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Now at chromium, one might think that it’s 4s2 3d4. However, a half-filled 3d subshell brings with it an additional sort of energetic benefit. Hence, actually, chromium does not assume the 4s2 3d4 configuration in its ground state. Instead, the 3d being so close in energy to the 4s is able to steal an electron away, making this a 4s1 3d5 configuration, an apparent violation of the Aufbau order.
And then, things get back to normal again for a while. We get to manganese, we again have a 4s2 now 3d5. With iron, we get ourselves a 4s2 3d6. And, again, the progression seems to be going along nicely through cobalt and nickel until eventually we reach copper, which, again, the Aufbau order predicts should be a 4s2 3d9.
Violation of the Aufbau Order
But there’s also a special energetic benefit associated with a full d subshell, completely full, and this is accessible to a copper atom. It simply steals another one of those 4s electrons away and becomes a 4s1 3d10 in its ground state, another violation of the Aufbau order.
From here on, we finally reach zinc in which both of these subshells are completely close at 4s2 3d10. Thus, we have the situation here where chromium and copper, because they have the ability to get half-full or completely full d subshells by snatching one electron away from the 4s, actually fill in an order other than that predicted by the Aufbau principle.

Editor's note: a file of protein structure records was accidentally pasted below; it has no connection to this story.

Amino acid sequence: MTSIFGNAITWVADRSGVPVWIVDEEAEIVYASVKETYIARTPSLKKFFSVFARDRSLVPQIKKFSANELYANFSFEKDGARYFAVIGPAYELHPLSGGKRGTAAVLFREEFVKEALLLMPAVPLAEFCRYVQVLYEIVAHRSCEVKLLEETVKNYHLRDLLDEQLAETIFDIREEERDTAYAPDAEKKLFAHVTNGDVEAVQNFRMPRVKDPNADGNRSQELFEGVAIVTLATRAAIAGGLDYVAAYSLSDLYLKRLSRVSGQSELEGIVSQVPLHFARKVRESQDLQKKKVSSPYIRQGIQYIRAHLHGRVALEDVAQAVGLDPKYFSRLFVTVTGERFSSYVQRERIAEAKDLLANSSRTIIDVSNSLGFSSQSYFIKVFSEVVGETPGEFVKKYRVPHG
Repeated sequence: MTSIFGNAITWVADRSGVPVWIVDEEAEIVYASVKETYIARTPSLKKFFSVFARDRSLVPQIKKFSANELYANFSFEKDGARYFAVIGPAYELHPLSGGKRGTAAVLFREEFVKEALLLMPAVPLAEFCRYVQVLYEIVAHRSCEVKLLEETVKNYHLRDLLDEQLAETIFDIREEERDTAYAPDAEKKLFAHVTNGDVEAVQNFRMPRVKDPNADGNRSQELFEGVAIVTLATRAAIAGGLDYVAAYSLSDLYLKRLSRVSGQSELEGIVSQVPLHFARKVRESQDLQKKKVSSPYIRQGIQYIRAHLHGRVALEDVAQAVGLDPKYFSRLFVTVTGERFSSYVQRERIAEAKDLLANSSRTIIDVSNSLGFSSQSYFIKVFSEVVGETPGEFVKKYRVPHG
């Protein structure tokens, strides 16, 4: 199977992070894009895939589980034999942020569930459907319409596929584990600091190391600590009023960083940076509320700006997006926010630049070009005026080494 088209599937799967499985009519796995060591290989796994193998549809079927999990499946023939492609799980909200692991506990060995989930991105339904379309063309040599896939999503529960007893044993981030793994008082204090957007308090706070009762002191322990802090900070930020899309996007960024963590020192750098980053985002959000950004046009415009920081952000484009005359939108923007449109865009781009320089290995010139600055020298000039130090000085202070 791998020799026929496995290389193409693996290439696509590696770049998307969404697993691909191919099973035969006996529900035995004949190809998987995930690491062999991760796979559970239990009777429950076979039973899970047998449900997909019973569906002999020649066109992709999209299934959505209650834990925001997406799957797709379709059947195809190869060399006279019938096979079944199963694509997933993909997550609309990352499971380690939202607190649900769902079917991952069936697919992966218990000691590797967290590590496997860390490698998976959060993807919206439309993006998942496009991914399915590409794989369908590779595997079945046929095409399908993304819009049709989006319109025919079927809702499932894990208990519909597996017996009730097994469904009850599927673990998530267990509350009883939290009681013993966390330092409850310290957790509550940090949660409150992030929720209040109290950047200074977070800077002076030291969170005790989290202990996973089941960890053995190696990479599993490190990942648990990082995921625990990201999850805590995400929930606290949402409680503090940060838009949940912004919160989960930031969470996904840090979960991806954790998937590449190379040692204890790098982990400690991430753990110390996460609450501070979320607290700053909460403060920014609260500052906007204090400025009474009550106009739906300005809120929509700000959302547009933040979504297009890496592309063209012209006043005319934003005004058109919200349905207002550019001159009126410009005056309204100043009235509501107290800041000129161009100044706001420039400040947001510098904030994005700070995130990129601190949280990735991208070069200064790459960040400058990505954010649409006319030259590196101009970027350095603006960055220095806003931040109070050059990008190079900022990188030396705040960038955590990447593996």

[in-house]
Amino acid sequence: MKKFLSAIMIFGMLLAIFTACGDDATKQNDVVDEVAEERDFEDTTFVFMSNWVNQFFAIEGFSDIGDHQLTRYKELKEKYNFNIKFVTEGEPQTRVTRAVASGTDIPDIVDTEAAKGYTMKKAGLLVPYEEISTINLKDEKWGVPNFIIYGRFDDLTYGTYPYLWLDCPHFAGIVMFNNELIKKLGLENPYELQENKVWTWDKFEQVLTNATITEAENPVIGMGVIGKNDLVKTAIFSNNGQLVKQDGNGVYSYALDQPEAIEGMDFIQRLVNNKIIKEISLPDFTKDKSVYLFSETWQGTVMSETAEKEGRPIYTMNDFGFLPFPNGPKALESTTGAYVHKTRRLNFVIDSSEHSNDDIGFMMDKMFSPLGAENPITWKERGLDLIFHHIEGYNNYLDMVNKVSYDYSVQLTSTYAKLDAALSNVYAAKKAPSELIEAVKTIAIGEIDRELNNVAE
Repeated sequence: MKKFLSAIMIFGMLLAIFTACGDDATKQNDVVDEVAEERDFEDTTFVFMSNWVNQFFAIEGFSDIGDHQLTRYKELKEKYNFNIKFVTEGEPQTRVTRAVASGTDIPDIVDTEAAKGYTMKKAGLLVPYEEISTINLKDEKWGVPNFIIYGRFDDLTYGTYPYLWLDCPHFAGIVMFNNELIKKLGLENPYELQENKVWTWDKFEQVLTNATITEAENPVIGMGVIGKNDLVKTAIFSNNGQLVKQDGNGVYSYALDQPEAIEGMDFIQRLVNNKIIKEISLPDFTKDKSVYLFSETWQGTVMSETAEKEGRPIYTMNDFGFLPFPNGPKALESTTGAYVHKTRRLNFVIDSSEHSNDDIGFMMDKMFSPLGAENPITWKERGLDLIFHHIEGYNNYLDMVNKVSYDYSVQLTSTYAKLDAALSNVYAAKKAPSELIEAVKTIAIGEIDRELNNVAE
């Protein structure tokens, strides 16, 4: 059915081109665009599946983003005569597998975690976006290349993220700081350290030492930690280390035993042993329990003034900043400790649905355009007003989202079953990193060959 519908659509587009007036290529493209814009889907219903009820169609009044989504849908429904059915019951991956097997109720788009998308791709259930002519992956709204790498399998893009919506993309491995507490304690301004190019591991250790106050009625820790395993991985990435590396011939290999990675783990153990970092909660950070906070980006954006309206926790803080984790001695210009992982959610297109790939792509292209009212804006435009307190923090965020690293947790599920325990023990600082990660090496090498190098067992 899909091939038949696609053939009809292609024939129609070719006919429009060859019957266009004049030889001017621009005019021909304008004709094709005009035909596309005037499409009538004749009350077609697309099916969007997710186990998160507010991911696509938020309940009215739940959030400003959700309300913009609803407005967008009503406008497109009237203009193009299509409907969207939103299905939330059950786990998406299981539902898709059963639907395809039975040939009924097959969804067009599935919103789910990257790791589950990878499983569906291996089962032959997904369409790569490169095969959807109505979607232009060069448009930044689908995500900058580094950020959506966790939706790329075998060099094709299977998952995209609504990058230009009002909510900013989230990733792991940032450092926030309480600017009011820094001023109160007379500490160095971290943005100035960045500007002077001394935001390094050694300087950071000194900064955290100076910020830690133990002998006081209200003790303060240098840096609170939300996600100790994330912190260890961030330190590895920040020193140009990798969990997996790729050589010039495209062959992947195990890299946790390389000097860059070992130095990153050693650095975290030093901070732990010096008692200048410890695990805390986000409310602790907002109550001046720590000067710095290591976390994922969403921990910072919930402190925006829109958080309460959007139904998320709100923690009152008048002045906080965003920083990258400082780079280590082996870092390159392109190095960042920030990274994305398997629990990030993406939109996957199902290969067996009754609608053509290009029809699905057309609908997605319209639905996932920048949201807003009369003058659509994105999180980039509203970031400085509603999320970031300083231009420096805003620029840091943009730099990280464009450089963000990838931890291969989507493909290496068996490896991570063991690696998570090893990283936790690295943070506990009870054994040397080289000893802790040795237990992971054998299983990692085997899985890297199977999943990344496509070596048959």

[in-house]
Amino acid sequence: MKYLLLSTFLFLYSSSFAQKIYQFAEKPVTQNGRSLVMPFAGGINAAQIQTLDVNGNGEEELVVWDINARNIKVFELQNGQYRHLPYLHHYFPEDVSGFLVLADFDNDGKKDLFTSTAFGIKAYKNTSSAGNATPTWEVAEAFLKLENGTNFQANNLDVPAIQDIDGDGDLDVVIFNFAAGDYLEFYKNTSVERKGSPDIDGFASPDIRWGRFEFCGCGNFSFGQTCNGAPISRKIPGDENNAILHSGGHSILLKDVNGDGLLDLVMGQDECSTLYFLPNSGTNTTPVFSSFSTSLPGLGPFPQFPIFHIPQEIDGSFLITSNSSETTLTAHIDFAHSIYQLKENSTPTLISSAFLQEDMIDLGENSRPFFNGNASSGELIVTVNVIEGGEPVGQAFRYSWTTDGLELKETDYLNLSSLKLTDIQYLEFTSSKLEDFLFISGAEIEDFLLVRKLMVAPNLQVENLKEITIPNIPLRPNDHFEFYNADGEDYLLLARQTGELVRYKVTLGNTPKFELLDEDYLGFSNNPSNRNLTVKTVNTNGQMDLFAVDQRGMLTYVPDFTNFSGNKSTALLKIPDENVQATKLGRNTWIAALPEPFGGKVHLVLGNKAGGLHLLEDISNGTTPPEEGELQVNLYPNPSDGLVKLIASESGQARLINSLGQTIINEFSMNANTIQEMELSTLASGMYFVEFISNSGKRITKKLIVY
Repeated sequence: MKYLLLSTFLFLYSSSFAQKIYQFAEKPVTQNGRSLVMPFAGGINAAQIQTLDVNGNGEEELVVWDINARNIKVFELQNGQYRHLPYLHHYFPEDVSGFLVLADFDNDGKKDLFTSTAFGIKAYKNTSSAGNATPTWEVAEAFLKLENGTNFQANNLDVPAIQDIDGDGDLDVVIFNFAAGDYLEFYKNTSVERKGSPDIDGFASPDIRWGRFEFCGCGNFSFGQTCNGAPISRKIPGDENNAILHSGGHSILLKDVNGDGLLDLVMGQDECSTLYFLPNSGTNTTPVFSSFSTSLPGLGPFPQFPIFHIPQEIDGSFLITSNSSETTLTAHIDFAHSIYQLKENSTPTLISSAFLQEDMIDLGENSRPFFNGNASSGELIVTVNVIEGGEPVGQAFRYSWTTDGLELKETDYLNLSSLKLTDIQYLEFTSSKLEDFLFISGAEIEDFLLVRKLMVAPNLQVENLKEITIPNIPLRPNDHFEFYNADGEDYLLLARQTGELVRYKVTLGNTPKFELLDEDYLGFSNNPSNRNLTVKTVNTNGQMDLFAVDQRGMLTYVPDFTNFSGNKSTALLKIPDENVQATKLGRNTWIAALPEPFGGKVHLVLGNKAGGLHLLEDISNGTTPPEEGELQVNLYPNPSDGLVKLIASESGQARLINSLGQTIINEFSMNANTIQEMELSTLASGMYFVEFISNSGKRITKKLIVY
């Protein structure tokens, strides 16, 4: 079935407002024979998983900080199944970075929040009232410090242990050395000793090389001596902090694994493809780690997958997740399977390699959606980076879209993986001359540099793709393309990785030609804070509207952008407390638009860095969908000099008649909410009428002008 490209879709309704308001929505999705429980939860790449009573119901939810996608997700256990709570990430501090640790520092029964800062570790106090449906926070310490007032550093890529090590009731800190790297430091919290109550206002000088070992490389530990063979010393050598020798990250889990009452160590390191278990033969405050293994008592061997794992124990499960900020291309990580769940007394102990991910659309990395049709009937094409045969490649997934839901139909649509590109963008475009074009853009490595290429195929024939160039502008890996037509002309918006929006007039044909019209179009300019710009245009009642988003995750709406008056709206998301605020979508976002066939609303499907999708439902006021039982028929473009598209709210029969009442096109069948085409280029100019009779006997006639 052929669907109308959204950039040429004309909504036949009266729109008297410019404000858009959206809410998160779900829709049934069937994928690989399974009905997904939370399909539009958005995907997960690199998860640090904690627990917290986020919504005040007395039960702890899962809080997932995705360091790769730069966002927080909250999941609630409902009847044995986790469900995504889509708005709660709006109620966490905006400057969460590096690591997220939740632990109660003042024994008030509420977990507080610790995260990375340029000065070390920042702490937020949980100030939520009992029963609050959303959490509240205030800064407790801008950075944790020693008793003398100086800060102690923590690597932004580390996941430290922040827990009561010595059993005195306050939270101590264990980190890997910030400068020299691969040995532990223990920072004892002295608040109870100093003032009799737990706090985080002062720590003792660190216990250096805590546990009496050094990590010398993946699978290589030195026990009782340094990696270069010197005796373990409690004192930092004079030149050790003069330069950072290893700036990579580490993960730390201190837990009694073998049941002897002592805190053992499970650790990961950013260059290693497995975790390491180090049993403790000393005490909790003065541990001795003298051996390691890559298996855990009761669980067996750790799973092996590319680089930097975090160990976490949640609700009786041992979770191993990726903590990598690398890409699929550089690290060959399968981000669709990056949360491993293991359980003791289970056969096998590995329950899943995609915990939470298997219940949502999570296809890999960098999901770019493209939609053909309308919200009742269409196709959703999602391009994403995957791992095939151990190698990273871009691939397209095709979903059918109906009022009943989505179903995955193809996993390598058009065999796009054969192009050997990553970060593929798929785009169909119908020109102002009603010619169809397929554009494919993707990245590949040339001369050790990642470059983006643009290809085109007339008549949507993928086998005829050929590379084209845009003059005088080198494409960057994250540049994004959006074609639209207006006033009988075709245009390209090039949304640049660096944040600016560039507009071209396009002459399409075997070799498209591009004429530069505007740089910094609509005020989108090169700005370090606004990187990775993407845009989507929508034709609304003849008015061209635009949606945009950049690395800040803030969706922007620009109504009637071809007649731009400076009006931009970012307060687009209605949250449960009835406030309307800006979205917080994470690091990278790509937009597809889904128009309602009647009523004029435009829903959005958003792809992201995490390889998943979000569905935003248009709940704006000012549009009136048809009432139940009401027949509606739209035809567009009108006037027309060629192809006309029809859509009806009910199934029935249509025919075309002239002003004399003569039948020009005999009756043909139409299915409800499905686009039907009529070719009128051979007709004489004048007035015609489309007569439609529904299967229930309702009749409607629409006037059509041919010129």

Therefore, when we consider the entire d-block, what we find is that most of the exceptions to the Aufbau filling order occur in Group 6 and 11.
Not only do chromium and copper exhibit this behavior, so do molybdenum, silver, and gold. Oddly though, tungsten beneath molybdenum does not exhibit this kind of behavior because of the difference between the s and d subshell energies for that particular nucleus.
Consequently, so far we’ve got our five exceptions to the Aufbau filling order that we already predicted using filled and half-filled subshells. There’s also one last additional violator of our Aufbau principle, and that is the element platinum. Platinum, takes on a 6s1 4f14 5d9 configuration and along with gold, these larger elements do seem to be exhibiting some unusual behaviour.
Thus, in conclusion, the first part of the IUPAC rule locks in groups 3 through 10, scandium through nickel. Groups 11 and 12, however, don’t make the first cut, but the debate over where to draw the line on ‘transition metals’ continues.
Common Questions about D-Block Elements and the Aufbau Order
In his paper, Irving Langmuir asserted that each principal energy level must fill completely before the next is populated.
The Aufbau order’s prediction about the fourth-period elements, was an amazing bit of insight years before Schrodinger confirmed the existence and structure of subshells and orbitals.
An element that does not itself have an incomplete d sub-shell may nonetheless be considered a transition element, if it gives rise to an ion with that property.